The olive grove is a rustic crop very adapted to the Mediterranean environment, easy to germinate and very grateful for the fertilization and the water provided.
However, in calcareous soils and with a high pH, it is common find some faults of the olive treeespecially with micronutrients.
To know what we are talking about, we can help ourselves with this photographic guide where we will find the visual symptoms of the main nutrient and micronutrient deficiencies in the olive grove.
read more: liquid fertilizer for olive trees: decision guide
Main deficiencies of the olive tree: macronutrients
Lack of nitrogen generates small leaves, germination problems and a general chlorotic state. It differs from other deficiencies (magnesium or iron for example) because it is present in all the leaves and considerably reduces their size.
Phosphorus deficiency in olive
Phosphorus deficiency in olive growing is quite easy to recognize, creating brown and purple spots on the upper part of the leaves.
Potassium deficiency in olive
Potassium deficiency is quite common, especially in olive trees in arid areas, since the olive grove’s requirements for this element are very high.
Initially, it causes chlorosis in the upper part of the leaf, and if the deficiency persists, the spot turns brown and can be confused with an excess of sodium (phytotoxicity due to salts).
Calcium deficiency is increasingly common, even in calcium-rich soils. It causes apical chlorosis of the tree, especially of young leaves, reducing the consistency of the tissues.
In a state of advanced deficiency, it causes malformations of new shoots.
Magnesium deficiency in olive groves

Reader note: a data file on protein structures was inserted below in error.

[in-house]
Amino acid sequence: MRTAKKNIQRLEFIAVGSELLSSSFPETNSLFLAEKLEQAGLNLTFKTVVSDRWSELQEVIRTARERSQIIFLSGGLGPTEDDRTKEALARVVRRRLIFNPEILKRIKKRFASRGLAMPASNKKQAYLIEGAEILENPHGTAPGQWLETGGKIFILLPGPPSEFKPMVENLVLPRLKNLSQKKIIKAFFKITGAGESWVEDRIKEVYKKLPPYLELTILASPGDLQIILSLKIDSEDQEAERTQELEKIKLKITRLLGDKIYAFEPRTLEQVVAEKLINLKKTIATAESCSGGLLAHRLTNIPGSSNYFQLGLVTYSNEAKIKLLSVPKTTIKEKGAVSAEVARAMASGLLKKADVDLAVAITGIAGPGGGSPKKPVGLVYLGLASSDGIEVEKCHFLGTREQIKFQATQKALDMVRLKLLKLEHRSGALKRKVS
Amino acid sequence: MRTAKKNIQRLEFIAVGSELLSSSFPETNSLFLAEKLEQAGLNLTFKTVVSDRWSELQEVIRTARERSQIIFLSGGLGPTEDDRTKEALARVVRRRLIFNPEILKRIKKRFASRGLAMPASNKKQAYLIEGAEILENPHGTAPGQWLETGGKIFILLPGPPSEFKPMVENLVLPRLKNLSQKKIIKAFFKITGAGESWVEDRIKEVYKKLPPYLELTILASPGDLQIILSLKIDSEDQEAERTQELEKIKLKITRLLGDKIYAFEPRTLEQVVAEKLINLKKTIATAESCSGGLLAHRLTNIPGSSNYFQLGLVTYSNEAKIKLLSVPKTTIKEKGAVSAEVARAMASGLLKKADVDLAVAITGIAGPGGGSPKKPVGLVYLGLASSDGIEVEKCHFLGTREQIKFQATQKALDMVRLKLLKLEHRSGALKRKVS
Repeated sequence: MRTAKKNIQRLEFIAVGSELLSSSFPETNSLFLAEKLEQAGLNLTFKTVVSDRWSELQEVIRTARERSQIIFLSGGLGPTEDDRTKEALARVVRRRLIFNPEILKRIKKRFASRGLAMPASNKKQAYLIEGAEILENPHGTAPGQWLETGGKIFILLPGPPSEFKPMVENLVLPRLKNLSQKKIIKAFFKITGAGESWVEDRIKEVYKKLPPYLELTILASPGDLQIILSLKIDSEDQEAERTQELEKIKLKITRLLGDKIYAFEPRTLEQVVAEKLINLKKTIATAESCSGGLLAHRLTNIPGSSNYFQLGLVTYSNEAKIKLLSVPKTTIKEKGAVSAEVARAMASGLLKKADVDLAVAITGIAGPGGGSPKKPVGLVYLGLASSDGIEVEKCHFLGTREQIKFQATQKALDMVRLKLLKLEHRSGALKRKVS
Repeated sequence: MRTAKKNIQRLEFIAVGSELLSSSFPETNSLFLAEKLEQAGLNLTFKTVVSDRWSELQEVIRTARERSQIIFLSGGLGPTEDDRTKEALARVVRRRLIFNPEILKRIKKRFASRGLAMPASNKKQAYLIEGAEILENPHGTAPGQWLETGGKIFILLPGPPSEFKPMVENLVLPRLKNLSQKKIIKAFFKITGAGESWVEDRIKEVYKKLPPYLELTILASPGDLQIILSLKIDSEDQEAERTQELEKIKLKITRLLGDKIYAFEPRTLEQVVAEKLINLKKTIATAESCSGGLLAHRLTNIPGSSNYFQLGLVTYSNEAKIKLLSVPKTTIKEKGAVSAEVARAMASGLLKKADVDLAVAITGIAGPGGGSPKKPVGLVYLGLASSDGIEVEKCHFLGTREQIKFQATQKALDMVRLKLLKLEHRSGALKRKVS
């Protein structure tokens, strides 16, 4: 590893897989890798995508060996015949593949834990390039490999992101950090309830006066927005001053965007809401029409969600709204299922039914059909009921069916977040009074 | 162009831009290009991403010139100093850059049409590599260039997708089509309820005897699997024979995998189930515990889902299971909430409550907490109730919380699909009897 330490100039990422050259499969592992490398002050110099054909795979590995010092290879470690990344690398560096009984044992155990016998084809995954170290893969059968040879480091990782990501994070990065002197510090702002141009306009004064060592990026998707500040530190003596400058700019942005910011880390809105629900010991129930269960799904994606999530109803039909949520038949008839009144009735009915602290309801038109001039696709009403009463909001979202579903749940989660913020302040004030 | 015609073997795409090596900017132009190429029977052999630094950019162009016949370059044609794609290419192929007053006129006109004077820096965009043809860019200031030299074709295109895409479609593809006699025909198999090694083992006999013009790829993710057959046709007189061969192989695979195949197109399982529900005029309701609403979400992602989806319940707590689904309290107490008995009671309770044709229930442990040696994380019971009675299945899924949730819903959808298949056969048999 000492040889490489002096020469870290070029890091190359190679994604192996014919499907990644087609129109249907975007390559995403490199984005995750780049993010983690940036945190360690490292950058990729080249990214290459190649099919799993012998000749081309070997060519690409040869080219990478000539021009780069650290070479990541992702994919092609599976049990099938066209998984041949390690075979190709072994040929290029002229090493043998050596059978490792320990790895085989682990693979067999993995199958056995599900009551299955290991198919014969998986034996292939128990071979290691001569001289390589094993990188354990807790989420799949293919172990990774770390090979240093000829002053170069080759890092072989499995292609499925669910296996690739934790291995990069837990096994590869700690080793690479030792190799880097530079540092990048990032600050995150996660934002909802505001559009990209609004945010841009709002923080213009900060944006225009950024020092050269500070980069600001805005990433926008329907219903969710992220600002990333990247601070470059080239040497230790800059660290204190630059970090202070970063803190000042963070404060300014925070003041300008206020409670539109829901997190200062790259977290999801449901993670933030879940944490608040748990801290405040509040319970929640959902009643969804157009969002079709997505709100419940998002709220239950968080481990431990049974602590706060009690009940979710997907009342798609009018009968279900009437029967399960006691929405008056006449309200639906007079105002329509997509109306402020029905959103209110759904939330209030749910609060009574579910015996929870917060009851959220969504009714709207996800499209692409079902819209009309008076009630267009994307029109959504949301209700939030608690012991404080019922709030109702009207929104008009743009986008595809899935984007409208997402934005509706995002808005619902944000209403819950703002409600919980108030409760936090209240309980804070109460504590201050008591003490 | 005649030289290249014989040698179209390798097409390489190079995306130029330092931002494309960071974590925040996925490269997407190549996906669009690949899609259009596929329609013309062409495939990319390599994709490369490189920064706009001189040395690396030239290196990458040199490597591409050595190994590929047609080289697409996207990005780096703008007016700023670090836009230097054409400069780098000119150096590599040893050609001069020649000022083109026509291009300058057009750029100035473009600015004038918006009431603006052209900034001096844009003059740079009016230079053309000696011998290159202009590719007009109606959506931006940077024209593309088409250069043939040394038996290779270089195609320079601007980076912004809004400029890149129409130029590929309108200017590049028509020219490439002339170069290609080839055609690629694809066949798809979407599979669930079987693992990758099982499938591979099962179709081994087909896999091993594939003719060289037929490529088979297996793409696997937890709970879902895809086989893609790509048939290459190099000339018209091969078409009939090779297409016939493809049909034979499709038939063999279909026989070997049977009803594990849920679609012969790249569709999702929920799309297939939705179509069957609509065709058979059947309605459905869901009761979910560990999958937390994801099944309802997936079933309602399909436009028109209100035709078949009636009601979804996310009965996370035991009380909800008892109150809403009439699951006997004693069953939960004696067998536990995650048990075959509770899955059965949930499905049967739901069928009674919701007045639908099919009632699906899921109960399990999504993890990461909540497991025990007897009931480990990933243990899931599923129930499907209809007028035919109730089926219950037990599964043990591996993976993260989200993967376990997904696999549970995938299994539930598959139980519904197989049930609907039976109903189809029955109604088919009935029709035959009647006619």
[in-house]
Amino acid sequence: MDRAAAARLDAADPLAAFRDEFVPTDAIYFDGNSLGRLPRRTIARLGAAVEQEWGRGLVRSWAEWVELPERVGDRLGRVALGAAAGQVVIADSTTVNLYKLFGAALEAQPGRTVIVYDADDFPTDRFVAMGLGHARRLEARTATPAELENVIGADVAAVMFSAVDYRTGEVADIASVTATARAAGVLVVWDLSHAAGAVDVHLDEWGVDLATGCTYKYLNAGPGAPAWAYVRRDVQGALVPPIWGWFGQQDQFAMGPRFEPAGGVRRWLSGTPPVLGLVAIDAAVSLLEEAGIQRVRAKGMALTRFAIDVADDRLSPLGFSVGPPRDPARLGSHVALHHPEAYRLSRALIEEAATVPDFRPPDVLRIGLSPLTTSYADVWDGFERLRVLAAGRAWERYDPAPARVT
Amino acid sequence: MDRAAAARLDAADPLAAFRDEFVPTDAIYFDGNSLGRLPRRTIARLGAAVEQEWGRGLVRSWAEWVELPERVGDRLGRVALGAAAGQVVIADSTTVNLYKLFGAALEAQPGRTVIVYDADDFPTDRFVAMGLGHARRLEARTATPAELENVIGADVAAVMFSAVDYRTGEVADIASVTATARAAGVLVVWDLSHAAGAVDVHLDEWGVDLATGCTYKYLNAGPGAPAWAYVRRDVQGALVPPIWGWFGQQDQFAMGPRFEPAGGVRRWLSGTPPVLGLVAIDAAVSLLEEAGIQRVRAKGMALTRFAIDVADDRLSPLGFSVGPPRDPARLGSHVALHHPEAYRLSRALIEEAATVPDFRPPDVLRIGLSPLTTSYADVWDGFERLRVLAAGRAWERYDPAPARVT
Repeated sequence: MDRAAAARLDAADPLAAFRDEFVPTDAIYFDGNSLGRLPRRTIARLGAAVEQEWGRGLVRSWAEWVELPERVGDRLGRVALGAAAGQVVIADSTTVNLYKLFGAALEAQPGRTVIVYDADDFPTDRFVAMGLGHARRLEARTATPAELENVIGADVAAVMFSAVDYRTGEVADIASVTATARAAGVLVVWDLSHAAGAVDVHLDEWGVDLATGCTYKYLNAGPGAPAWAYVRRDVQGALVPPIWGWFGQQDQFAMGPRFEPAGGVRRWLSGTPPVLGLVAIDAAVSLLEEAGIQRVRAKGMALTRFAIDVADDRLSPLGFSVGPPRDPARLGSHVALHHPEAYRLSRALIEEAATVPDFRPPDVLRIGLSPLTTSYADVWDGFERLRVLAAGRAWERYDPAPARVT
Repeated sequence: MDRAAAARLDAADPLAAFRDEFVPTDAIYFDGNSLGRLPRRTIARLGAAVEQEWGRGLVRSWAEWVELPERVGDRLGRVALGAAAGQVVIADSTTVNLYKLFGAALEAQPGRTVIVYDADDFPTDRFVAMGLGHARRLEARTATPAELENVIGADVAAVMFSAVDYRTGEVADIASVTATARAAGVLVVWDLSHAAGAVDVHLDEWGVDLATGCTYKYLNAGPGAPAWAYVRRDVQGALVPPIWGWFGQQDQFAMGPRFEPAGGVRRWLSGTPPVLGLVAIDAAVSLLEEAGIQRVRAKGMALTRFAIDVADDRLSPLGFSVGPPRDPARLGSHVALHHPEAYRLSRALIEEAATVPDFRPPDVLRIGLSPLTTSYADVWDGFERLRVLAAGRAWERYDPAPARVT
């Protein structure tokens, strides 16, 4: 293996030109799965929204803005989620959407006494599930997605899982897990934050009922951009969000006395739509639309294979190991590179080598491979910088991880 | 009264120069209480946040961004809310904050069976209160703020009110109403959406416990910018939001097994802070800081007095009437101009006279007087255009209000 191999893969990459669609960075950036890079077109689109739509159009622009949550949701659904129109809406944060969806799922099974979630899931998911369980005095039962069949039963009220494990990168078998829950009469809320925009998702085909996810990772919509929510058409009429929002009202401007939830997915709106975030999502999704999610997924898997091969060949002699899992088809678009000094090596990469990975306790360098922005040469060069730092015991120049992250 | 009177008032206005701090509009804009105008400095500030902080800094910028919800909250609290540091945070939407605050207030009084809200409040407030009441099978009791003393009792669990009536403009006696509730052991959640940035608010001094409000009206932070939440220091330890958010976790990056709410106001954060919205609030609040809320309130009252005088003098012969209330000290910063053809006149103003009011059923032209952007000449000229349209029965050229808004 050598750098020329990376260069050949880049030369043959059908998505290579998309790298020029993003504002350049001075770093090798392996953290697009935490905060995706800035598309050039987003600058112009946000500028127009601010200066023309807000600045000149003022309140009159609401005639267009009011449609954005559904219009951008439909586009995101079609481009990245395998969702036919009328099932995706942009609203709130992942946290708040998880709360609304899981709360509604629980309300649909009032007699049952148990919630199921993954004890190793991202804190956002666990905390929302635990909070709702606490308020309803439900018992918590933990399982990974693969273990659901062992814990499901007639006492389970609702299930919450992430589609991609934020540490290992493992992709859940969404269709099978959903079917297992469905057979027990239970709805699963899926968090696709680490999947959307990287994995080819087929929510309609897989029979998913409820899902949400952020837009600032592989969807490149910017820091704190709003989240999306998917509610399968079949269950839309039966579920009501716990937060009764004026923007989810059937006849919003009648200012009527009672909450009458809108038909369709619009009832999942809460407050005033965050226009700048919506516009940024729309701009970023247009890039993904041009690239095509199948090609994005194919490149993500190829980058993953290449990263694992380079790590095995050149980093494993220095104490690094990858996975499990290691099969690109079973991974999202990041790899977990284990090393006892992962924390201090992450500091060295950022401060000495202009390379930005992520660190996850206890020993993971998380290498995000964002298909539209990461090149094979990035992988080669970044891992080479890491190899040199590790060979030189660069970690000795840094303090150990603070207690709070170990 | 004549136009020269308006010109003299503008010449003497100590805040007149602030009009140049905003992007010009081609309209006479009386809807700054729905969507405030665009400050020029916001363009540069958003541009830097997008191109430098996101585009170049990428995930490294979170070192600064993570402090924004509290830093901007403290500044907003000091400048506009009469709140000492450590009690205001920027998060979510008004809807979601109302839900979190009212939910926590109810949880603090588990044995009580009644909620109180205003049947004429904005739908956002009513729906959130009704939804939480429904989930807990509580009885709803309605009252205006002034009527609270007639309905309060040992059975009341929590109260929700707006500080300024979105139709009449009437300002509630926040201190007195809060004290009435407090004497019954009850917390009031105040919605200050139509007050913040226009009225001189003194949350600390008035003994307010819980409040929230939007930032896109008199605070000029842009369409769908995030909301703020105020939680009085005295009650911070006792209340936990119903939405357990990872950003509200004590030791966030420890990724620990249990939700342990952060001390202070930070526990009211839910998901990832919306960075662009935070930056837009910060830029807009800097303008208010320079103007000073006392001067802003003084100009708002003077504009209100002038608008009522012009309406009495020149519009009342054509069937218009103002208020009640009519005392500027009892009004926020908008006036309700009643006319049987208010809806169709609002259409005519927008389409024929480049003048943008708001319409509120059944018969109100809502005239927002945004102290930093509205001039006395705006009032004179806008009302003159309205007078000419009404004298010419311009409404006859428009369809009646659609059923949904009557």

The lack of magnesium in olive groves causes chlorotic borders on the edges and the top, keeping the base of the leaf green.
Main deficiencies of the olive tree: micronutrients
The deficiencies of the olive tree vis-à-vis micronutrients are quite visual. Some like iron or boron are quite common, given their high need.
- Boron: general visual aspect of the decay, with flower drop, deformation of the leaves and sterile fruits.
- Copper: tips of old dried leaves and pale yellow young leaves. Quite rare given that copper treatments for plant health in olive groves are quite common.
- Iron: Interveinal chlorosis of the youngest leaves.
- Manganese: young leaves with pale green and yellow shades.
- Molybdenum: leaves chlorotic in appearance and, at an advanced stage, narrow and more elongated.
- Zinc: Young leaves have yellow bands on the lower part of the leaf.
Boron deficiency in olive groves
Boron represents an important deficiency of the olive tree, since it forms what is called “witches’ broom”. It causes malformations at the ends and rounded edges, with chlorosis at the apex, keeping the base of the leaf green.
Iron deficiency in olive
Ferric chlorosis in olive trees is one of the most common deficiencies, since this crop is usually planted in calcareous areas, where the iron goes into an insoluble state and is hardly available for the roots (form of iron ).
The midrib remains green while the rest of the leaf turns chlorotic. In later stages, the entire leaf turns yellow and its size is reduced.
Zinc deficiency in olive groves
Zinc deficiency in olive trees is common in calcareous soils with high pH, where this element becomes insoluble. Leaf edges become chlorotic, looking very much like manganese deficiency.
The size of the sheets is also reduced.
All images have been obtained from the plant nutrition section of the Yara Olive Grove, where you can find interesting and high quality information to solve common problems of most crops and increase their production.